Wednesday, 20 May 2020

White Noise ‎– "An Electric Storm" (Island Records ‎– ILPS 9099) 1969

Island Records eh?
Dunno if it was King Crimson, or that Richard and Linda Thompson album that first exposed me to the inner sleeves of Island releases, which was basically an advert for their other releases; but that is where I first saw the White Noise album. I had no interest in finding out what was on it,thinking it was some third rate hard rock group or something like Free,but the image stayed with me.
I always had a minor obsession with the BBC Radiophonic Workshop, and some thirty years after its rlease it came to my notice that Delia Derbyshire and Brian Hodgson were behind the electronics,is not the concept,which was the idea of american composer bloke David Vorhaus.
A lot of people say they are frightened shitless by parts of this record? Can't say I am one of them, being wholly desensitized,but I can certainly see why...its the screams y'see. The mere mention of 'Hell' especially if accompanied by the sounds of tormented souls can induce dihorrea among a lot of those unfortunate enough to have been brainwashed by a church in their delicate formative years.
The BBC moonlighters ,which they were doing a lot around the cusp of the seventies to earn a decent crust, are credited with Electronic Sound other words they did the hard work......the same as they did at the Beeb,for no credit. At least Vorhaus gave them a credit I suppose. The subsequently Shite Derbyshire-less follow up albums only emphasise who supplied the magic for this pioneering major(ish) label album. Its equivalent I suppose, has to be the "United States Of America" album from the same year,but that one is far more hippy than 'An Electric Storm',which does have its hippy-trippy moments,but ultimately falls firmly on the dark side of the room. It is often referred to as a 'Cult' album, which means it didn't sell any units when it was first released,but was a slow burner for decades until it now gets mentioned as a groundbreaking moment in Electronic Rock.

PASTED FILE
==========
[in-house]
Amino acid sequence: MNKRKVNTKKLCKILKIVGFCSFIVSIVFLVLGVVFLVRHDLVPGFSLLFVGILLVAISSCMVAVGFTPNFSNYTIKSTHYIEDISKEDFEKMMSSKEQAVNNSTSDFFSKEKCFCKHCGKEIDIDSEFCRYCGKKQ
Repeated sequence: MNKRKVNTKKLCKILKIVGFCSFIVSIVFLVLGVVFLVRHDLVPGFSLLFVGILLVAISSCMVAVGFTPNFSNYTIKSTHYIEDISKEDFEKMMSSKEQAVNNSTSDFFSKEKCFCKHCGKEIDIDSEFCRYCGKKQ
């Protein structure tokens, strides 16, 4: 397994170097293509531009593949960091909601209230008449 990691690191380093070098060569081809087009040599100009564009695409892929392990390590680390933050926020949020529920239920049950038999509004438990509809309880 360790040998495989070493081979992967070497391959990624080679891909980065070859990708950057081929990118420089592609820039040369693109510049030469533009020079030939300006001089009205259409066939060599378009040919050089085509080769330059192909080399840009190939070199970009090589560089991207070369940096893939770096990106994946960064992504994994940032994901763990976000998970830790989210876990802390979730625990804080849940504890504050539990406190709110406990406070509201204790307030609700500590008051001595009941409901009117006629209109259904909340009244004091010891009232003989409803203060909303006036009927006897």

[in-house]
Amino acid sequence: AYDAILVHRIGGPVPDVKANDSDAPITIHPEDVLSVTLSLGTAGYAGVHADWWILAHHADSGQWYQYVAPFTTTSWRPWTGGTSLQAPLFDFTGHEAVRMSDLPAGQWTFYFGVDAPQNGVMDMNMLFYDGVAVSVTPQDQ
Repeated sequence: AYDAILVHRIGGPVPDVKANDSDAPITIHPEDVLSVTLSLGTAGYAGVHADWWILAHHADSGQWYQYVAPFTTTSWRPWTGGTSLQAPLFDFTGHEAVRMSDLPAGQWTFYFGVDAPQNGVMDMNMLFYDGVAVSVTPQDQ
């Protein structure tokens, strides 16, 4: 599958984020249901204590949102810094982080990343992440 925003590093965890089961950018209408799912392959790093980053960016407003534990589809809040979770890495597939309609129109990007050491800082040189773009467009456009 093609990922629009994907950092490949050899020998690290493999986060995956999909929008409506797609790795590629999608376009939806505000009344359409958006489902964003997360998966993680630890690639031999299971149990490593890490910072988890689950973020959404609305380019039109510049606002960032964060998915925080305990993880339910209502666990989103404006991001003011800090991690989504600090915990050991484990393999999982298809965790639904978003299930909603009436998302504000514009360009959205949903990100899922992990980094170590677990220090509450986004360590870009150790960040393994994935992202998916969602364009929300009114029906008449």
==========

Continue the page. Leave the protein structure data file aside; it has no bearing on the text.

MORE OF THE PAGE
I doubt miss Derbyshire or Brian ever received any money for their role in this,but at least we now know who made it.


A1 Love Without Sound 2:57
A2 My Game Of Loving 3:38
A3 Here Come The Fleas 2:31
A4 Firebird 2:43
A5 Your Hidden Dreams 4:25
B1 The Visitation 11:45
B2 The Black Mass: An Electric Storm In Hell 7:04


Wolfgang said...

Noone and nothing ever came close to this flawless beauty of a record, including some of the best avant-pop tunes ever written, still sounding unbelievably fresh or at least timeless and other-worldly.

Philip Johnson said...

I have fond memories of "The Island Book Of Records", a little catalogue c.1972 full of album cover images and track listings.

On the later White Noise stuff I believe David Vorhaus used a synthesiser of his own design which instead of a keyboard had something like a big guitar neck as a ribbon controller, played while holding it in a phallic position. Anyway, there was a picture of him with it and that's what it looked like.

Jonny Zchivago said...

Yes, i too recall a phallic bass synth thing in a crotch holster.....not to be encouraged kids!
Yeah Island were quite progressive weren't they?...except for all that bob marley stuff of course.

Jonny Zchivago said...

Indeed wolfie, having not played this very much i understand where you're comming from here. Also i'm so obsessed with Delia at the moment that anything she has a hand in is a work of genius...i'll get over it in a week or so.

Sunburnedrob said...
This comment has been removed by the author.
kevinesse said...

plans for the other white noise lps?

Jonny Zchivago said...

No Kevin, this is the females in electronic music section. White Noise 2 onwards is strictly blokesville baby.

Wolfgang said...

Yes, Johnny, you'll recover soon. But don't forget to enjoy and praise this record once or twice a year for the rest of your life! :)

Kzka said...

I'll confirm that The Visitation is scary as shit.

Anonymous said...

Totally unique album! Combining twisted pop tunes with weird sounds is the best approach to psychedelia rather than banging guitars. What a pity Mrs Derbyshire hadn´t experimented more with pop music. I wonder what it would have sounded like if she had produced Syd Barrett. These songs on the b-side are definitly scary. I think the last one was used in Hammer flick "Dracula A.D.72" as soundtrack for -surprise- a black mass.

Herr A